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Ma'Khia Bryant's Story

Ma’Khia Bryant: Columbus police release body camera footage in shooting of 16-year-old

In an unprecedented move, Columbus police showed body camera footage of the shooting of a 16-year-old girl by a Columbus police officer just hours after the incident on the Southeast Side.

The shooting, which happened about 20 minutes before a guilty verdict was announced in the trial of Derek Chauvin, a former Minneapolis police officer who killed George Floyd, prompted hundreds to protest at the shooting site and Downtown.

The video shows an officer approaching a driveway with a group of young people standing there. In the video, it appears that the 16-year-old, identified now as Ma’Khia Bryant, who was moments later shot by police, pushes or swings at a person, who falls to the ground.

Bryant then appears to swing a knife at a girl who is on the hood of a car, and the officer fires his weapon what sounds like four times, striking Bryant, who died a short time later.

"It's a tragic day in the city of Columbus. It's a horrible, heartbreaking situation," Mayor Andrew J. Ginther. "We felt transparency in sharing this footage, as incomplete as it is at this time" was critical.

Franklin County Children's Services confirmed on Tuesday night that the girl killed was 16-year-old Ma’Khia Bryant and that she was in foster care and in the custody of Children's Services.

Police received a 911 call at 4:35 p.m. about an attempted stabbing on the 3100 block of Legion Lane, which is located north of Chatterton Road. The caller reported a female was trying to stab them, then the caller hung up.

Officers responded to the scene and at 4:45 p.m. an officer-involved shooting was reported.

Columbus Fire medics were cleared to come into the scene at 4:46 p.m., police said. The wounded person was transported in critical condition to Mount Carmel East hospital, where she was pronounced dead at 5:21 p.m., police said.

Columbus police stressed that the Bureau of Criminal Investigation is leading the investigation into the case, but the city wanted to release the body camera to give the public more information.

Ma'Khia Bryant was helpful and kind, her friends and family say

You could always see Ma'Khia Bryant coming from a long way off: Her colorful Crocs shoes always gave her away.

She had dozens of them in all styles and shades, but the rainbow pair she wore on Tuesday — the day a Columbus police officer shot and killed her as the 16-year-old swung a knife at a woman — were her favorite.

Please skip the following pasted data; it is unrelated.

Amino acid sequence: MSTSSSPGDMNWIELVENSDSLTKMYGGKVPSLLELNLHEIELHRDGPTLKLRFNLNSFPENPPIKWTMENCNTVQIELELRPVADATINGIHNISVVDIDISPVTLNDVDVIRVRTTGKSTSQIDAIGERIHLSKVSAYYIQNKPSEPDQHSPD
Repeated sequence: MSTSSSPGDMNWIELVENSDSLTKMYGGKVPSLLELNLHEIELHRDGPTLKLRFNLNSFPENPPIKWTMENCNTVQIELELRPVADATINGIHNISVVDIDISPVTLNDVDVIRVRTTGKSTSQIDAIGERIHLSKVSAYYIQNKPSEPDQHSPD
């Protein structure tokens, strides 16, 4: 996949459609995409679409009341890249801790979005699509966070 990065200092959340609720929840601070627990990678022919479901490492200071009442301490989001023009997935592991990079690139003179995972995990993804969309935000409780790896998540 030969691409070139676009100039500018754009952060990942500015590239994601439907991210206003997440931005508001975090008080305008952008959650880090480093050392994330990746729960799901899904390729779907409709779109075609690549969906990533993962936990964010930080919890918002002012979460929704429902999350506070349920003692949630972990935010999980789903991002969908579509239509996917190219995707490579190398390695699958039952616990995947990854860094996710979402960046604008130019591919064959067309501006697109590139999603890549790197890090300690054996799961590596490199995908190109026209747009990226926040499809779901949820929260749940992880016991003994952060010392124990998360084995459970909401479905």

"I never saw her wear a pair of real shoes," one of her best friends, 16-year-old Zion Davis, said as she laughed. "No matter how cold out it was, that's what she wore."

And at a rally at the Statehouse early Saturday afternoon, more than half the crowd of about 40 was wearing colorful Crocs in her honor.

In the days since Bryant was killed, those who loved her most have spread the word to the world of the teenager they knew — the one who was happiest when she was styling hair, the one who was passionate about lip gloss, the one who loved long fake eyelashes, the one who was always volunteering to help her family.

"That’s what people liked to say in the family," that she was so helpful, Bryant's cousin Don Bryant, said.

Bryant had, according to district records and published reports, attended a few schools. She had been a student at Canal Winchester High School for the 2018-19 and 2019-20 school years. She attended Trotwood-Madison schools (mostly remotely because of the pandemic) near Dayton from November to February, and had attended Independence High School in Columbus since February.

Her business education teacher at Independence, Austin Owens, said that Bryant had a five-year plan. She wanted to go to college and she wanted to own an eye-lash company.

"She had done the research to know that the lash industry was coming," Owens said. "It wasn't just own a boutique. It was to own a lashes company."

"She wanted to have these things that would allow her to be a productive citizen," Owens said. "She knew what she wanted to be."

Owens said that Bryant sat toward the front of class, always respectful and engaged.

"Once she got something, she wanted to do it a high level," he said. "She caught up and was doing her work at a high level."

Canal Winchester High School friend says "I'm mad and sad at the same time" about Bryant's death

It was while a student at Canal Winchester that Bryant met the teens who would become her best friends.

Aaliyaha Tucker called Bryant funny, and kind, and helpful. She was the type of high-school friend people are drawn to because she would listen to their problems, and boost their confidence, she said.

Columbus Police body camera footage from Off. Nicholas Reardon

Second officer's body camera footage of shooting of Ma'Khia Bryant

Investigative Report

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